Today’s storm could overload an older weak layer deeper in the snowpack. Stability tests this week have been showing consistent propagation on buried surface hoar and facets 1.5-3 ft below the surface.
Yesterday: Skies were mostly clear in the morning becoming cloudy by late afternoon. Ridge top winds from the NE were Light becoming 15-25 mph by early afternoon. Temperature remained in low to mid 20s F in upper elevations, ~30F at lower elevations. Overnight snow started falling. Turnagain Pass has an estimated 4 inches of new snow and Alyeska midway station 3 inches new.
Today: A strong storm is tracking over Eastern Turnagain Arm. Heavy snowfall is expected this afternoon through tomorrow morning. A foot of new snow is possible by 8pm and another 1-2 ft is expected overnight. Strong Easterly ridge top winds 30-40 mph will increase into the 60s with gusts in the 80s mph by early evening. Temperatures should remain in the 20s F in the mid and upper elevations, but above freezing temps and rain is possible near sea level. Rain/snow line could reach as high as 1000 ft by this evening.
Tomorrow: Heavy snow fall is expected to decrease by early afternoon tomorrow, but snow showers will continue through the day. Ridgetop winds are also expected to decrease throughout the day from strong to moderate by the evening before another round of precip and strong winds pick up again Friday evening into Saturday. More storms are expected over the weekend and into next week.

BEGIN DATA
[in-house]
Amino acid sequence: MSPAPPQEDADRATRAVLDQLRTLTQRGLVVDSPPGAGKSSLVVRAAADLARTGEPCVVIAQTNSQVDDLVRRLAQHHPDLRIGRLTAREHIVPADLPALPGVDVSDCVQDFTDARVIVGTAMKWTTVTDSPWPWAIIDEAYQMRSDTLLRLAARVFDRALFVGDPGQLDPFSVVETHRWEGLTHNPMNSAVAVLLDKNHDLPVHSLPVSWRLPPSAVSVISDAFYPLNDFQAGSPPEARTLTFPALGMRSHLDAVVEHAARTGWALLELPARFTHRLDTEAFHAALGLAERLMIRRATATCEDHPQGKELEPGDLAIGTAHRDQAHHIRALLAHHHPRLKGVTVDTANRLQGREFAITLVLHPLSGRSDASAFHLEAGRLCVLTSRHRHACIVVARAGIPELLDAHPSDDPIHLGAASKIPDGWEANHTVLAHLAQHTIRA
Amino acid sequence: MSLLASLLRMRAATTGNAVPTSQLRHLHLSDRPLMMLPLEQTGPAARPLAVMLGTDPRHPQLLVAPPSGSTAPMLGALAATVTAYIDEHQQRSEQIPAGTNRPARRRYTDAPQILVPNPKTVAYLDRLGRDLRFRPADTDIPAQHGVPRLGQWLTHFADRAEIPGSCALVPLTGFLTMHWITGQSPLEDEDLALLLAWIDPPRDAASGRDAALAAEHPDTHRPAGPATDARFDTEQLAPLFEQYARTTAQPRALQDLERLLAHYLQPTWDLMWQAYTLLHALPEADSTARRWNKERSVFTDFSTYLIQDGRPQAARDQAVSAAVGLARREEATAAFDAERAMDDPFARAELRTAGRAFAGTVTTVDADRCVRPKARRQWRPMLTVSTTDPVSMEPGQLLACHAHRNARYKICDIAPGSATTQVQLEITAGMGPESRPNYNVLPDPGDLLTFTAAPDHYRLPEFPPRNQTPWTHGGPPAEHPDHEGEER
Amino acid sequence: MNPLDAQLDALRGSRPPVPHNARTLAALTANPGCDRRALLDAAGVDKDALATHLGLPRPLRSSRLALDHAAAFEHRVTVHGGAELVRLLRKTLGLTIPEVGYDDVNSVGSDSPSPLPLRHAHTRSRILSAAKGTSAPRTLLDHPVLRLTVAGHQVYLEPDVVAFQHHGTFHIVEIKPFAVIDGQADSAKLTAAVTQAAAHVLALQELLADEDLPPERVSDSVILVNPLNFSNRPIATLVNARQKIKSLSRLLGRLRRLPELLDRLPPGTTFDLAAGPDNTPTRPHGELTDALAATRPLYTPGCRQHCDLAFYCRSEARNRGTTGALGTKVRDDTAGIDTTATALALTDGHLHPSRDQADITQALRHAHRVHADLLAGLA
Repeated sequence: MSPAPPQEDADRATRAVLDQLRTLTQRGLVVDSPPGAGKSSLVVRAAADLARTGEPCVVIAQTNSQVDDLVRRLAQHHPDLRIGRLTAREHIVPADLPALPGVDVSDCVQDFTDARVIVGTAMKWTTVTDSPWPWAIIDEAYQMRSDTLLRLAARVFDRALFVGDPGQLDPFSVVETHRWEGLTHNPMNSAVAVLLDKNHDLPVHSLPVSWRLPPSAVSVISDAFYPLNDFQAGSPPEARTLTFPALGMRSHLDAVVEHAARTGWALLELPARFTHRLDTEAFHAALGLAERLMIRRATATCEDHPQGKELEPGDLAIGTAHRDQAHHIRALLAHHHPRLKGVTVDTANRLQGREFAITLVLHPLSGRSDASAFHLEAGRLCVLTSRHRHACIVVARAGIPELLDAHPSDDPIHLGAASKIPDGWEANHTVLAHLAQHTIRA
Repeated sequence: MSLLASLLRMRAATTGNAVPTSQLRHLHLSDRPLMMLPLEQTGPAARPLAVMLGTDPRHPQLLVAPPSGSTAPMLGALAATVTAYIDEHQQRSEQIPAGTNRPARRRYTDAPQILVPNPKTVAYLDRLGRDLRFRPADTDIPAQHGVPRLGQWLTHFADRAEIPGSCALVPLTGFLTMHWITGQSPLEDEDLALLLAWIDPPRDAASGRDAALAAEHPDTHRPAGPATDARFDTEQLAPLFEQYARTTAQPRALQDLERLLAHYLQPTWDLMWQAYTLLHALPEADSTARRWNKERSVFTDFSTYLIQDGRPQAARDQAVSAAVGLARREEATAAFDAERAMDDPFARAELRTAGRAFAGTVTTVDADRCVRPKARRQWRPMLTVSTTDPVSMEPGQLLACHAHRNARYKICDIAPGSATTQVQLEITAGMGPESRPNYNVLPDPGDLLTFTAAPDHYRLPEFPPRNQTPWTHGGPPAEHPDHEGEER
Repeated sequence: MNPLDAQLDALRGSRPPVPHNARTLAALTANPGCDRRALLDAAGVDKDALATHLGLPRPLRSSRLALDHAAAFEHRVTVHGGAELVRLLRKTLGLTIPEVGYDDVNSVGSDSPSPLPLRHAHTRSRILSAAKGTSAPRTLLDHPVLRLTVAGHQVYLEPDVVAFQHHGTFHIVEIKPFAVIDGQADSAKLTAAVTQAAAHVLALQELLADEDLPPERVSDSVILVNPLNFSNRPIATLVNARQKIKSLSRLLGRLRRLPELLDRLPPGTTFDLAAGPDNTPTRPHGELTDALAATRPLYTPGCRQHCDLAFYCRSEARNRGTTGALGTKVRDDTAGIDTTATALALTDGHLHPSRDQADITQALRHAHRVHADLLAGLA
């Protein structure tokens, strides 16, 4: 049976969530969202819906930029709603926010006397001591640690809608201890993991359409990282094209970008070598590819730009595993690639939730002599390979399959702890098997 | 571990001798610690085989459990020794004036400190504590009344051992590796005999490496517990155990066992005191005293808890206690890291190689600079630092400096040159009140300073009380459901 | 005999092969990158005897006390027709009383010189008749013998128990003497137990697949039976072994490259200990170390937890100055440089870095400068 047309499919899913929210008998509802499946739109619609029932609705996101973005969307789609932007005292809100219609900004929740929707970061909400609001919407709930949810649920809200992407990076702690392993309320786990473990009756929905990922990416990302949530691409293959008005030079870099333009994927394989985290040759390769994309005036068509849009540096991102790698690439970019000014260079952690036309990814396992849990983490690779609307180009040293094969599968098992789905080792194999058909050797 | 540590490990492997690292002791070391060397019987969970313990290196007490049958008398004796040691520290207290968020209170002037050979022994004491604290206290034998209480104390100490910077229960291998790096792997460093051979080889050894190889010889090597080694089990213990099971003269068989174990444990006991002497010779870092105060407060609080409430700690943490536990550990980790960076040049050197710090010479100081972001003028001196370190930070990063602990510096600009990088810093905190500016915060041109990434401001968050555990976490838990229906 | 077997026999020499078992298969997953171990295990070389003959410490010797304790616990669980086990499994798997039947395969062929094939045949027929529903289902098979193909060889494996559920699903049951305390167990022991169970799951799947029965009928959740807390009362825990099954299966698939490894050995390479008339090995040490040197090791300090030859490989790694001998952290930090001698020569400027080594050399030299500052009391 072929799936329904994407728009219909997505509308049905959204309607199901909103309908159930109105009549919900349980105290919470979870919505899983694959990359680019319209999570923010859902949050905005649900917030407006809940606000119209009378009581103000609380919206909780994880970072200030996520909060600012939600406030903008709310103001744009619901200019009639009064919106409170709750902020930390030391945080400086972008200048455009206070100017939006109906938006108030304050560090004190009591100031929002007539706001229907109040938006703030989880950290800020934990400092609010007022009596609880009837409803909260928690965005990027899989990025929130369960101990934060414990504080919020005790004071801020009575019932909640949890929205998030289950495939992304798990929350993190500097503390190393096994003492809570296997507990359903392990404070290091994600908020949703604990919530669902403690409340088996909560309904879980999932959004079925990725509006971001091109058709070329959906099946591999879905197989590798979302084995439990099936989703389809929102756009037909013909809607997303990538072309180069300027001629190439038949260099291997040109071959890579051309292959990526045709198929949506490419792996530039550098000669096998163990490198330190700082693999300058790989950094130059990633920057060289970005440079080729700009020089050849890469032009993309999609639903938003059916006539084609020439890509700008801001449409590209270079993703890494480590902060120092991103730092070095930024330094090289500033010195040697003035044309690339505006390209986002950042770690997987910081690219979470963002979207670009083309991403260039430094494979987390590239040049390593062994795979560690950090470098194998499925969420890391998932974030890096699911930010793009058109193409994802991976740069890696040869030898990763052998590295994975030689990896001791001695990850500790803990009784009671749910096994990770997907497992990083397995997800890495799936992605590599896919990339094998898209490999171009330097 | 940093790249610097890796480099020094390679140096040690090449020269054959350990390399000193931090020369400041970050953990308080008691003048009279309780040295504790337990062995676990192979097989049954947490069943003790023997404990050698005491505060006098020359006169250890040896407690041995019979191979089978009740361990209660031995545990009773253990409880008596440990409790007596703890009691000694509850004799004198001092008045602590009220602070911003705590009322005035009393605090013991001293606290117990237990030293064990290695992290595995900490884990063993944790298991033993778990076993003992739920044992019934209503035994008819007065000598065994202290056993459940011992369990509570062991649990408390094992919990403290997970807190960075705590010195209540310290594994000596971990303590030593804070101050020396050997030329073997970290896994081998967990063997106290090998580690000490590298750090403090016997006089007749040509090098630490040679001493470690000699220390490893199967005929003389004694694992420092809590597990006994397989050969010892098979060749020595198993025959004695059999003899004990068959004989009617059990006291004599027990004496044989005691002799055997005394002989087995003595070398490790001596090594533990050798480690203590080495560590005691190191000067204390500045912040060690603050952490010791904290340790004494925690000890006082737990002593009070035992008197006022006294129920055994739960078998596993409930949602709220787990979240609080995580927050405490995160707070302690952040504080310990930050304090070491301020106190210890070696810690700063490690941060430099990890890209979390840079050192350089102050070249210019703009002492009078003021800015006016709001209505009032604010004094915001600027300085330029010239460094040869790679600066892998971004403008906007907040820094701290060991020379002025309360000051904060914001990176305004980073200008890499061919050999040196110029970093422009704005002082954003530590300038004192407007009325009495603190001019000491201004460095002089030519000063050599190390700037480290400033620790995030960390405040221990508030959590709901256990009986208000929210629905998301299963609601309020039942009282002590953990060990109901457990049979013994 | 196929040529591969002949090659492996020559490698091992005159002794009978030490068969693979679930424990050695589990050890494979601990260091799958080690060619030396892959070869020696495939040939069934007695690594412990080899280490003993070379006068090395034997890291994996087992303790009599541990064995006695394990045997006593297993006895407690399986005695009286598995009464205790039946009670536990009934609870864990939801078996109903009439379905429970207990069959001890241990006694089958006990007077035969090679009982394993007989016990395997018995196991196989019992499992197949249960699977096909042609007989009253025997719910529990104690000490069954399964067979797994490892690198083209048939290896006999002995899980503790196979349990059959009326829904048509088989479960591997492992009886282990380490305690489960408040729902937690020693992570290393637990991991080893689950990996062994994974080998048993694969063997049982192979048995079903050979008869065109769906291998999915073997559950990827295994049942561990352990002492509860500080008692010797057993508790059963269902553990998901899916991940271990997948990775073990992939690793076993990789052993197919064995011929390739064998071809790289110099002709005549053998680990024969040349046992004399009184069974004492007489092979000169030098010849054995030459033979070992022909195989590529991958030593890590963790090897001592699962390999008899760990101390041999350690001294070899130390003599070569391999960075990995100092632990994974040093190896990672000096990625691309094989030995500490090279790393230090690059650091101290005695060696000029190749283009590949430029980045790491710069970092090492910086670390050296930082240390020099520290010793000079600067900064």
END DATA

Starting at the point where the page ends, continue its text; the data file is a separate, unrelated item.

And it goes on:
*Seattle Ridge anemometer was freed of rime and wind data started around 4pm on 3/12/19
|Temp Avg (F)||Snow (in)||Water (in)||Snow Depth (in)|
|Center Ridge (1880′)||29||2″ – 4″||0.2||70|
|Summit Lake (1400′)||28||0||0||27|
|Alyeska Mid (1700′)||30||3||.08||73|
|Temp Avg (F)||Wind Dir||Wind Avg (mph)||Wind Gust (mph)|
|Seattle Ridge (2400′)||25||*ESE||*7||*29|
|01/25/22||Turnagain||Avalanche: Seattle Ridge||Wagner / Keeler Forecaster|
|01/24/22||Turnagain||Avalanche: Tincan||Wagner / AJB Forecaster|
|01/23/22||Turnagain||Observation: Pete’s North||Sykes / Sullivan / Stiegel Forecaster|
|01/21/22||Turnagain||Observation: Tincan||Sykes / Mehl|
|01/20/22||Turnagain||Avalanche: Tincan Proper||Anonymous|
|01/20/22||Turnagain||Observation: Super Bowl||Schauer/ Rothman Forecaster|
|01/20/22||Turnagain||Avalanche: Tincan||Kit Barton|
|01/20/22||Turnagain||Avalanche: Eddies||Andy Moderow|
|01/19/22||Turnagain||Observation: Lynx Creek||Sykes / Schauer Forecaster|
|01/19/22||Turnagain||Avalanche: Pete’s North||Anonymous|
Status of riding areas across the Chugach NF is managed by the Glacier and Seward Ranger Districts, not avalanche center staff. Riding area information is posted as a public service to our users and updated based on snow depth and snow density to prevent resource damage at trailhead locations. Riding area questions contact: firstname.lastname@example.org
|Area||Status||Weather & Riding Conditions|
This is a general backcountry avalanche advisory issued for Turnagain Arm with Turnagain Pass as the core advisory area. This advisory does not apply to highways, railroads or operating ski areas.